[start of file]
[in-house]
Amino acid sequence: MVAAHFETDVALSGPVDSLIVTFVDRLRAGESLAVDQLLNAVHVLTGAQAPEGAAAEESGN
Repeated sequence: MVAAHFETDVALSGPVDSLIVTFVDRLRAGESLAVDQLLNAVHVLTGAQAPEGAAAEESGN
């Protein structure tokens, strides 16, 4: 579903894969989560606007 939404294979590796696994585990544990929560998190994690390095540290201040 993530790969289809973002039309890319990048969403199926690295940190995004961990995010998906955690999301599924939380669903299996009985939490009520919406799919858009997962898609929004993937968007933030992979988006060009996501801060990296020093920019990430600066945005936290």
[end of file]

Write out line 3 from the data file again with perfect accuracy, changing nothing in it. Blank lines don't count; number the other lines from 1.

Repeated sequence: MVAAHFETDVALSGPVDSLIVTFVDRLRAGESLAVDQLLNAVHVLTGAQAPEGAAAEESGN